Recovering From Posterior Tibial Tendon Dysfunction Surgery

Overview
When we have foot pain, it isn?t always easy to pinpoint the source because we can?t visualize the structure of all the bones, muscles, and tendons on the inside. The posterior tibial tendon plays an important supportive role within the structure of the foot. It attaches to your calf muscle and then comes down along the inside of your ankle, connecting to the bones inside your foot at the other side. This tendon?s main function is to hold up your arch and support your foot during each and every movement. Every step, run, walk, or jump is made possible with the support from this crucial tendon. While it is designed to perform such an important role, it is vulnerable to stress and injury. A tear during a traumatic injury or stress from overuse can injure the tissues within the tendon. This kind of injury is referred to as posterior tibial tendon dysfunction (PTTD). A really hard fall during a sports game or exposure to a repetitive motion, such as the impact on feet during soccer, tennis, football or basketball, can cause an injury. Flat foot and flat feet in adults can exacerbate this condition. The tendon can experience small tears and become inflamed. If the inflammation is allowed to continue and worsen over time, it will weaken further and could rupture completely.
Adult Acquired Flat Feet

Causes
Many health conditions can create a painful flatfoot, an injury to the ligaments in the foot can cause the joints to fall out of alignment. The ligaments support the bones and prevent them from moving. If the ligaments are torn, the foot will become flat and painful. This more commonly occurs in the middle of the foot (Lisfranc injury), but can also occur in the back of the foot. In addition to ligament injuries, fractures and dislocations of the bones in the midfoot can also lead to a flatfoot deformity.

Symptoms
Patients often experience pain and/or deformity at the ankle or hindfoot. When the posterior tibial tendon does not work properly, a number of changes can occur to the foot and ankle. In the earlier stages, symptoms often include pain and tenderness along the posterior tibial tendon behind the inside of the ankle. As the tendon progressively fails, deformity of the foot and ankle may occur. This deformity can include progressive flattening of the arch, shifting of the heel so that it no longer is aligned underneath the rest of the leg, rotation and deformity of the forefoot, tightening of the heel cord, development of arthritis, and deformity of the ankle joint. At certain stages of this disorder, pain may shift from the inside to the outside aspect of the ankle as the heel shifts outward and structures are pinched laterally.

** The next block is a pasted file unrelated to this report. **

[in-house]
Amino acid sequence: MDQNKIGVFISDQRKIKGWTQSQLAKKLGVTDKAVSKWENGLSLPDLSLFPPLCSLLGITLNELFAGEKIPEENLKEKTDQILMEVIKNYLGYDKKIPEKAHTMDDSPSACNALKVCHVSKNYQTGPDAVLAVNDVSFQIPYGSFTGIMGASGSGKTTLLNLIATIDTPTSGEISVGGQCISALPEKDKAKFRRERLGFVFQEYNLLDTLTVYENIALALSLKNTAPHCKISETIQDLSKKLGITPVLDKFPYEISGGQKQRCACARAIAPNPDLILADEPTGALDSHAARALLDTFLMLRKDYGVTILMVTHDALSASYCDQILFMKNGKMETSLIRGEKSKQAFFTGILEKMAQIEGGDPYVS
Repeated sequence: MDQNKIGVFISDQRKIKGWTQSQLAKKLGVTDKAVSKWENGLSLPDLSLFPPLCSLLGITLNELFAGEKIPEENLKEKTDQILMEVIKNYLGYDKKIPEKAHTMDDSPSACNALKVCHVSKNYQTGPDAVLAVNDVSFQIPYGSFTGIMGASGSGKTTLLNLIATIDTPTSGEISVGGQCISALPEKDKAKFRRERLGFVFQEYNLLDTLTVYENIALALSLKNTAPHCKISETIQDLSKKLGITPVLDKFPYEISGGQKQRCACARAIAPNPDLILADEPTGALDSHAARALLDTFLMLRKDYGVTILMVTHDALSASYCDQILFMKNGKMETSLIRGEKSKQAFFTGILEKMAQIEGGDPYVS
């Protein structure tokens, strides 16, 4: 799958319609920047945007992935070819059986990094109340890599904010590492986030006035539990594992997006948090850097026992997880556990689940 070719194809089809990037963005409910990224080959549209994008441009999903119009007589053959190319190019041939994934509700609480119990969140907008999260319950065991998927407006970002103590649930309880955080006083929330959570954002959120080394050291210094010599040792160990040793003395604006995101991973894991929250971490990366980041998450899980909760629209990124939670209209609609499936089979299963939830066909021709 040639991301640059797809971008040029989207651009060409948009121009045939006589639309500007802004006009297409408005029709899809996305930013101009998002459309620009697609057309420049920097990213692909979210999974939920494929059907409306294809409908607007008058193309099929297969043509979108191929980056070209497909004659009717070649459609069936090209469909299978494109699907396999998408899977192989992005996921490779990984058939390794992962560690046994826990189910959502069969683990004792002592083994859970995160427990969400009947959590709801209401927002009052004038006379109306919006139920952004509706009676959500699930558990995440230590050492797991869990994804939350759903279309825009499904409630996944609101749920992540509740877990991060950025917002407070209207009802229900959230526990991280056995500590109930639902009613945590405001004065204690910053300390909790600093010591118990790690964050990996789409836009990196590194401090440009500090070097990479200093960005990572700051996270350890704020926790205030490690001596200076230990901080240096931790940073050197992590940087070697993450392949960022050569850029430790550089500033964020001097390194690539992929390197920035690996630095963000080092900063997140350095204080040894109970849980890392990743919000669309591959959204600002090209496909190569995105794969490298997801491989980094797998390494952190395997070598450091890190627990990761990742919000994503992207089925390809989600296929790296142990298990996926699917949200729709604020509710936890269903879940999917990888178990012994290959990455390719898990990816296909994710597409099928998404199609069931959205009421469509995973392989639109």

Diagnosis
Your podiatrist is very familiar with tendons that have just about had enough, and will likely be able to diagnose this condition by performing a physical exam of your foot. He or she will probably examine the area visually and by feel, will inquire about your medical history (including past pain or injuries), and may also observe your feet as you walk. You may also be asked to attempt standing on your toes. This may be done by having you lift your ?good? foot (the one without the complaining tendon) off the ground, standing only on your problem foot. (You may be instructed to place your hands against the wall to help with balance.) Then, your podiatrist will ask you to try to go up on your toes on the bad foot. If you have difficulty doing so, it may indicate a problem with your posterior tibial tendon. Some imaging technology may be used to diagnose this condition, although it?s more likely the doctor will rely primarily on a physical exam. However, he or she may order scans such as an MRI or CT scan to look at your foot?s interior, and X-rays might also be helpful in a diagnosis.

Non surgical Treatment
Because of the progressive nature of PTTD, early treatment is advised. If treated early enough, your symptoms may resolve without the need for surgery and progression of your condition can be arrested. In contrast, untreated PTTD could leave you with an extremely flat foot, painful arthritis in the foot and ankle, and increasing limitations on walking, running, or other activities. In many cases of PTTD, treatment can begin with non-surgical approaches that may include. Orthotic devices or bracing. To give your arch the support it needs, your foot and ankle surgeon may provide you with an ankle brace or a custom orthotic device that fits into the shoe. Immobilization. Sometimes a short-leg cast or boot is worn to immobilize the foot and allow the tendon to heal, or you may need to completely avoid all weight-bearing for a while. Physical therapy. Ultrasound therapy and exercises may help rehabilitate the tendon and muscle following immobilization. Medications. Nonsteroidal anti-inflammatory drugs (NSAIDs), such as ibuprofen, help reduce the pain and inflammation. Shoe modifications. Your foot and ankle surgeon may advise changes to make with your shoes and may provide special inserts designed to improve arch support.
Adult Acquired Flat Foot

Surgical Treatment